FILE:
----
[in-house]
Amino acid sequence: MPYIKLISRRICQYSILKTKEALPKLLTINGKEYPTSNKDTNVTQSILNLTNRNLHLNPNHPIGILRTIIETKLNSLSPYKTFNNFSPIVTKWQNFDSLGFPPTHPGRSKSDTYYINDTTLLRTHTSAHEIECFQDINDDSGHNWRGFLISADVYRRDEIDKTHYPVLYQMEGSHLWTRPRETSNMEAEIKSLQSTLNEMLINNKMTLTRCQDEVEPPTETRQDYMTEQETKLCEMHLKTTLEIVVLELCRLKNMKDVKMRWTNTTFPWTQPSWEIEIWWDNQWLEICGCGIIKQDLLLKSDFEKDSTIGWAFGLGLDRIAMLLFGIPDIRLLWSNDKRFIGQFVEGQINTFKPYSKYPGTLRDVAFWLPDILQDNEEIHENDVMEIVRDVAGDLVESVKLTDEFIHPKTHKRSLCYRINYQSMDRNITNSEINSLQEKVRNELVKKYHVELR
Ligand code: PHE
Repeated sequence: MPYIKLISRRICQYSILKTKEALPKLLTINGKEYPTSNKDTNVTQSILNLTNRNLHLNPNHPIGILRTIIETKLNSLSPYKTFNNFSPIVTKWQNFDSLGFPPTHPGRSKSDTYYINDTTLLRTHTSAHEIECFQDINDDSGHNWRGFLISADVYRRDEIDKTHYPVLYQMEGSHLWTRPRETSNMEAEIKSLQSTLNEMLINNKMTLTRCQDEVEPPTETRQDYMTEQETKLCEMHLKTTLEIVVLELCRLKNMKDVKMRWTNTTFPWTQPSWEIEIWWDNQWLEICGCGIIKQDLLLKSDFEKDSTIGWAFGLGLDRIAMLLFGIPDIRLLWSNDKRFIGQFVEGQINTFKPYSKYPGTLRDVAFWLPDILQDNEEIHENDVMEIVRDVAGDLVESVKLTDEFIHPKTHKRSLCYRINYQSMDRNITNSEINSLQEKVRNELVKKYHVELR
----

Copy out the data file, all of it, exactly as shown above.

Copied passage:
[in-house]
Amino acid sequence: MPYIKLISRRICQYSILKTKEALPKLLTINGKEYPTSNKDTNVTQSILNLTNRNLHLNPNHPIGILRTIIETKLNSLSPYKTFNNFSPIVTKWQNFDSLGFPPTHPGRSKSDTYYINDTTLLRTHTSAHEIECFQDINDDSGHNWRGFLISADVYRRDEIDKTHYPVLYQMEGSHLWTRPRETSNMEAEIKSLQSTLNEMLINNKMTLTRCQDEVEPPTETRQDYMTEQETKLCEMHLKTTLEIVVLELCRLKNMKDVKMRWTNTTFPWTQPSWEIEIWWDNQWLEICGCGIIKQDLLLKSDFEKDSTIGWAFGLGLDRIAMLLFGIPDIRLLWSNDKRFIGQFVEGQINTFKPYSKYPGTLRDVAFWLPDILQDNEEIHENDVMEIVRDVAGDLVESVKLTDEFIHPKTHKRSLCYRINYQSMDRNITNSEINSLQEKVRNELVKKYHVELR
Ligand code: PHE
Repeated sequence: MPYIKLISRRICQYSILKTKEALPKLLTINGKEYPTSNKDTNVTQSILNLTNRNLHLNPNHPIGILRTIIETKLNSLSPYKTFNNFSPIVTKWQNFDSLGFPPTHPGRSKSDTYYINDTTLLRTHTSAHEIECFQDINDDSGHNWRGFLISADVYRRDEIDKTHYPVLYQMEGSHLWTRPRETSNMEAEIKSLQSTLNEMLINNKMTLTRCQDEVEPPTETRQDYMTEQETKLCEMHLKTTLEIVVLELCRLKNMKDVKMRWTNTTFPWTQPSWEIEIWWDNQWLEICGCGIIKQDLLLKSDFEKDSTIGWAFGLGLDRIAMLLFGIPDIRLLWSNDKRFIGQFVEGQINTFKPYSKYPGTLRDVAFWLPDILQDNEEIHENDVMEIVRDVAGDLVESVKLTDEFIHPKTHKRSLCYRINYQSMDRNITNSEINSLQEKVRNELVKKYHVELR